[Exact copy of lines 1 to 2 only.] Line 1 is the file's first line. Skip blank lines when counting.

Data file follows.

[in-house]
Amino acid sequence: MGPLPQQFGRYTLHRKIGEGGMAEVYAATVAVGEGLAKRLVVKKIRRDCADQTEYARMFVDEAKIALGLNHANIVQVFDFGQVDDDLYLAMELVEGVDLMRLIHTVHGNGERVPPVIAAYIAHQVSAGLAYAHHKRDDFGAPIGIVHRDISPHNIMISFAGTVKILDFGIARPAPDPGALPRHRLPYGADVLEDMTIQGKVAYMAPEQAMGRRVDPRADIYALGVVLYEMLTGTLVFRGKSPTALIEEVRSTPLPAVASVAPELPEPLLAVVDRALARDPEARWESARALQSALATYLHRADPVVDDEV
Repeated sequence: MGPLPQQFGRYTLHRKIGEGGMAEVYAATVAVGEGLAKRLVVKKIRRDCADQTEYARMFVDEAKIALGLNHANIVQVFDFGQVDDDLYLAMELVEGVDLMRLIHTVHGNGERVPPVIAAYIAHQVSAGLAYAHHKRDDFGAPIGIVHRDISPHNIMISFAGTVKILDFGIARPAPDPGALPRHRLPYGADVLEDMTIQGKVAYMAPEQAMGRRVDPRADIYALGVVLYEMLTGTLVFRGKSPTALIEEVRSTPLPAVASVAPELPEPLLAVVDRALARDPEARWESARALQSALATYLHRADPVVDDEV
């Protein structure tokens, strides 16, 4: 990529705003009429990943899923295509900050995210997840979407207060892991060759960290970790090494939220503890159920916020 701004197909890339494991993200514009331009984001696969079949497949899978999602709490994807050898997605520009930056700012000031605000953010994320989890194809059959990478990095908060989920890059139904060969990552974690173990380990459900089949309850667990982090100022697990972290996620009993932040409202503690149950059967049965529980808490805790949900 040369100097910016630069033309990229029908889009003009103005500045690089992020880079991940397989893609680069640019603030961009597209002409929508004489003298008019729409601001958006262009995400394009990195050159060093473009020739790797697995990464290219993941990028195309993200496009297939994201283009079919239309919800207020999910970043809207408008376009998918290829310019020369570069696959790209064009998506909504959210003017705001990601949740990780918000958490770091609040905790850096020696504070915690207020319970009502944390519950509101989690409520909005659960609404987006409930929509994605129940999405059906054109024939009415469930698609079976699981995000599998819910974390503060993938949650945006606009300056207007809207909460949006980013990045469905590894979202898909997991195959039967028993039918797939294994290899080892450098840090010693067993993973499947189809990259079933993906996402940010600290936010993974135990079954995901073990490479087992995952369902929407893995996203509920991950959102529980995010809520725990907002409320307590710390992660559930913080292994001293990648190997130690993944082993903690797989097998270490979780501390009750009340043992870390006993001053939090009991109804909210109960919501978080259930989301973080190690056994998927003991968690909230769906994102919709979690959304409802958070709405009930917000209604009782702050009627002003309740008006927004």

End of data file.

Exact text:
[in-house]
Amino acid sequence: MGPLPQQFGRYTLHRKIGEGGMAEVYAATVAVGEGLAKRLVVKKIRRDCADQTEYARMFVDEAKIALGLNHANIVQVFDFGQVDDDLYLAMELVEGVDLMRLIHTVHGNGERVPPVIAAYIAHQVSAGLAYAHHKRDDFGAPIGIVHRDISPHNIMISFAGTVKILDFGIARPAPDPGALPRHRLPYGADVLEDMTIQGKVAYMAPEQAMGRRVDPRADIYALGVVLYEMLTGTLVFRGKSPTALIEEVRSTPLPAVASVAPELPEPLLAVVDRALARDPEARWESARALQSALATYLHRADPVVDDEV